Thanks to Wayback, a June 2001 set. I don’t think any of these entries have been recycled before.
02 Jun 2001
Comic relief…Thanks Graeme
I was going to write something serious, but this came from Graeme just now–the guy who took the star track photo on my Link Page. Despite the fact that a correspondent called Phil Dirt (or Dirty Phil?) tells me it is as old as Methusaleh, I still like it, Graeme 🙂 And the serious stuff is now on My Gay Page, which has just been totally revamped–on Angelfire, not on Talk City.
NEVER LIE TO YOUR MOTHER
John invited his mother over for dinner. During the course of the meal, his mother couldn’t help but notice how handsome John’s room mate was. She had long been suspicious of a relationship between the two, and this had only made her more curious. Over the course of the evening, while watching the two interact, she started to wonder if there was more between John and his room mate than met the eye.
Reading his mum’s thoughts, John volunteered, “I know what you must be thinking, but I assure you, Justin and I are just room mates.”
About a week later, Justin came to John saying, “Ever since your mother came to dinner, I’ve been unable to find the beautiful silver gravy ladle. You don’t suppose she took it, do you?”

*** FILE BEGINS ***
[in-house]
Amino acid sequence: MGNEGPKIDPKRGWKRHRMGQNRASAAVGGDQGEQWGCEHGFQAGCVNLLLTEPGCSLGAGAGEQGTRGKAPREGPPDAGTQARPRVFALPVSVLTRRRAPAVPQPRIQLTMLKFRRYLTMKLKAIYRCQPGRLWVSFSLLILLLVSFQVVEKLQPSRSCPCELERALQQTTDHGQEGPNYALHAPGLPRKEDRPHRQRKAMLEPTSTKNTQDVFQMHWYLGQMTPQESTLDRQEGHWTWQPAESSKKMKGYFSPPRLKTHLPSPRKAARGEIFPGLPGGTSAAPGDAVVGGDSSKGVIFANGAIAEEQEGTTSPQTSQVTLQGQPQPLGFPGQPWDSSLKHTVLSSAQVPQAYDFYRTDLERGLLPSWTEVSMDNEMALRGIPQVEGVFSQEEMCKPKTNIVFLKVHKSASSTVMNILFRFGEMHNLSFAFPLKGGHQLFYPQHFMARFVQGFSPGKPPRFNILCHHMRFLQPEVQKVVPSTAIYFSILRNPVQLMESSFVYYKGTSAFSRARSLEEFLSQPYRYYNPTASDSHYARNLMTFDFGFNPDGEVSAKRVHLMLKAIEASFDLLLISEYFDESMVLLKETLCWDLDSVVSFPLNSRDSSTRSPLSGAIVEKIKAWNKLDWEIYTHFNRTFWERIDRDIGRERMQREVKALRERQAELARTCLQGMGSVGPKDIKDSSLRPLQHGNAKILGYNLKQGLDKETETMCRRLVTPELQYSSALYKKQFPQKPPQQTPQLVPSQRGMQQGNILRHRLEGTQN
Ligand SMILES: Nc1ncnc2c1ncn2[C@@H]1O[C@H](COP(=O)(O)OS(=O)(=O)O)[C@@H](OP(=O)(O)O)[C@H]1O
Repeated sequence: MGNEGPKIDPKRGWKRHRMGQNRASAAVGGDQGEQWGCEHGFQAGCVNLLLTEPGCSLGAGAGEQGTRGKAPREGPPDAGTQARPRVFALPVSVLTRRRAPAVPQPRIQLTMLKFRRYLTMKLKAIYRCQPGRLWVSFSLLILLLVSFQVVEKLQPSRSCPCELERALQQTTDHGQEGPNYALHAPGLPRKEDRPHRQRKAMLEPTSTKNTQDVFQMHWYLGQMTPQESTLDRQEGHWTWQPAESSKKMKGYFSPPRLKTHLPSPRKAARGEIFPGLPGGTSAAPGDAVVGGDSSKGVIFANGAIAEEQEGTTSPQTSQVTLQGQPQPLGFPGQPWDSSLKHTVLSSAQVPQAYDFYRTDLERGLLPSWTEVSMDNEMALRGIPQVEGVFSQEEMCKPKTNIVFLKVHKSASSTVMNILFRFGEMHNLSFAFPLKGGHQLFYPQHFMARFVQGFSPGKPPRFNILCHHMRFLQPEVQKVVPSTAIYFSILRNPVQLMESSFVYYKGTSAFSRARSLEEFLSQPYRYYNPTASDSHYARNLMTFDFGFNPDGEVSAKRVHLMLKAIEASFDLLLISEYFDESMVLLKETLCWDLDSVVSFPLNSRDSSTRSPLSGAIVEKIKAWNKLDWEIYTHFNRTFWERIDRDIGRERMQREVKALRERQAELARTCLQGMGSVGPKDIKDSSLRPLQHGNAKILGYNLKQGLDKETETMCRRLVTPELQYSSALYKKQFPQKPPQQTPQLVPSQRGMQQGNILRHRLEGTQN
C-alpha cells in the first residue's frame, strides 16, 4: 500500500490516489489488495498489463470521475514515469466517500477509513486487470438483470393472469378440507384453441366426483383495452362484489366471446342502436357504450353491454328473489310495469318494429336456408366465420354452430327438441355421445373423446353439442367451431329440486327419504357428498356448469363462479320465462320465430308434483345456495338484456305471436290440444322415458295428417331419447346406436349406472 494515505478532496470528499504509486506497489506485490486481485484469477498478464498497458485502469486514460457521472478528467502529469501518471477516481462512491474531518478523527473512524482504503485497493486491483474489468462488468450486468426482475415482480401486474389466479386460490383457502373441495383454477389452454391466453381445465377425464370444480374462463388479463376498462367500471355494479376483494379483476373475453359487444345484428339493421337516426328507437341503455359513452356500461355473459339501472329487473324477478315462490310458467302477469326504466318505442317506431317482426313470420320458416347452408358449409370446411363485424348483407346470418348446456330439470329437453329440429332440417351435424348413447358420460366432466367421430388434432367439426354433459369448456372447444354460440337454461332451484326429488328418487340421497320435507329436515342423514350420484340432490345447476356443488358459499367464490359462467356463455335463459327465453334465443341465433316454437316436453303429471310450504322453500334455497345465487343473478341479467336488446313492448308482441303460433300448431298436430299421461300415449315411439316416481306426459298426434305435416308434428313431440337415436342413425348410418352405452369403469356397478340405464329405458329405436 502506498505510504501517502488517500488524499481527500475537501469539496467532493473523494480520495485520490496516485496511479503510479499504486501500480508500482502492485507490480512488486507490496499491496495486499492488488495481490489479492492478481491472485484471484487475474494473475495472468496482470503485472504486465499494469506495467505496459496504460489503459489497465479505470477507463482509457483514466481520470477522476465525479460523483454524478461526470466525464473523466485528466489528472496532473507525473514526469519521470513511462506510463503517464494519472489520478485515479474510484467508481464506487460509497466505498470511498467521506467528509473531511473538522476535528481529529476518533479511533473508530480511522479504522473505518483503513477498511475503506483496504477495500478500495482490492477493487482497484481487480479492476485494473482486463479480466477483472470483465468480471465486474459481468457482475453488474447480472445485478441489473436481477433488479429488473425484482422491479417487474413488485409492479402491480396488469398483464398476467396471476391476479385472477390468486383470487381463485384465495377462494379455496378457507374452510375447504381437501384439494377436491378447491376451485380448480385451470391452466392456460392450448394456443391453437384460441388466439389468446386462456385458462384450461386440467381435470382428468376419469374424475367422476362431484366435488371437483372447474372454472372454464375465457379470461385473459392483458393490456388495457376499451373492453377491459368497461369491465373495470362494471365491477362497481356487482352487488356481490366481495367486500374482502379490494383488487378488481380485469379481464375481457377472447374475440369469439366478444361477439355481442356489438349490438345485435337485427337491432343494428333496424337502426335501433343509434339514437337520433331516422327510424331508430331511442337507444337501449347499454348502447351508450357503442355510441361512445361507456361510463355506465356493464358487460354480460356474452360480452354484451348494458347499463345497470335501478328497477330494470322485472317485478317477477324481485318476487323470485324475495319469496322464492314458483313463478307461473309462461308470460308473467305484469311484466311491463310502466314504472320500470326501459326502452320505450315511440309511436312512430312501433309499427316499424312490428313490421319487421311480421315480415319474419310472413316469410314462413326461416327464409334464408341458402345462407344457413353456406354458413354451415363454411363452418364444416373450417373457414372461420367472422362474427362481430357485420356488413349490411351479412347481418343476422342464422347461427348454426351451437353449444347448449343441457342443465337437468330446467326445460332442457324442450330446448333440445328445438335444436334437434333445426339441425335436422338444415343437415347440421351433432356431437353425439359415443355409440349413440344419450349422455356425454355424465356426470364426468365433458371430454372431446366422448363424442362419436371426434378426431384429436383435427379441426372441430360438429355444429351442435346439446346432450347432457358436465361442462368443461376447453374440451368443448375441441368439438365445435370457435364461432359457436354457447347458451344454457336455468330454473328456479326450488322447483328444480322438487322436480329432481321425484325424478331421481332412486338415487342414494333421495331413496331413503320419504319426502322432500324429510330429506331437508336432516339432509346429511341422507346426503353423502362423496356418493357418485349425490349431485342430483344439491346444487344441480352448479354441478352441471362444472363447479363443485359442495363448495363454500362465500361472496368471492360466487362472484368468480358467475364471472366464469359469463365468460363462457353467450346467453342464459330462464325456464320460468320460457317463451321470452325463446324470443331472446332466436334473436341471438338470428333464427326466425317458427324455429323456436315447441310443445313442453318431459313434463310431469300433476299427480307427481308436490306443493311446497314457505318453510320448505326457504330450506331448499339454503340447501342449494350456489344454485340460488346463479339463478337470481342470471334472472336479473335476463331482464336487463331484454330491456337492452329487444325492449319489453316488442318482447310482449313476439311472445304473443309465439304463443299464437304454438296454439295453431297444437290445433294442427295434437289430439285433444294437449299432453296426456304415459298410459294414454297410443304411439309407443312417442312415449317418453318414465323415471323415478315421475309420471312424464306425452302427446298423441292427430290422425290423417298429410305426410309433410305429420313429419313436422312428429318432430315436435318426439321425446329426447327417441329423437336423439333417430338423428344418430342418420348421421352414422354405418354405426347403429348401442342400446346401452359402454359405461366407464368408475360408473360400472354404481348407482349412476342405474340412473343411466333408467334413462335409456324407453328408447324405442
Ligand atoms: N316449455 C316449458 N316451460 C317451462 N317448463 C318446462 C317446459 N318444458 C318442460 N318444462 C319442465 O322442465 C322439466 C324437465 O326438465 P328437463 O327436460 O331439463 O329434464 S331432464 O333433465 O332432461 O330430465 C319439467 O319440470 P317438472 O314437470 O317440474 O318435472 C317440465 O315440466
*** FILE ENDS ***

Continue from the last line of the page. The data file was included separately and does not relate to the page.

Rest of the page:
John replied: “Well, I doubt it, but I’ll email her, just to be sure.” So he sat down and wrote: —–
I’m not saying that you ‘did’ take the gravy ladle from my house, I’m not saying that you ‘did not’ take the gravy ladle. But the fact remains that it has been missing ever since you were here for dinner.
Several days later, John received an email from his mother which read:
I’m not saying that you ‘do’ sleep with Justin, and I’m not saying that you ‘do not’ sleep with with Justin. But the fact remains that if he was sleeping in his own bed, he would have found the gravy ladle by now.
Lesson of the day……..Don’t Lie to Your Mother
10 Jun 2001
As I promised: Weeping like a child for the past
D H Lawrence’s poem “Piano” is as powerful an enactment in words of nostalgia as I know. Like sentimentality or grief, it is a quality that defines us as human; to be without it is to be less than human. Like those, it is also dangerous, or can be. It is instructive sometimes to check a dictionary, in this case the latest Shorter Oxford:
nostalgia | n. L18. [mod.L (tr. G Heimweh homesickness), f. Gk NOSTOS + algos pain: see -IA1.] 1 Acute longing for familiar surroundings; severe homesickness. L18. 2 Regret or sentimental longing for the conditions of a period of the (usu. recent) past; (a) regretful or wistful memory or imagining of an earlier time. E20. b Cause for nostalgia; objects evoking nostalgia collectively. L20.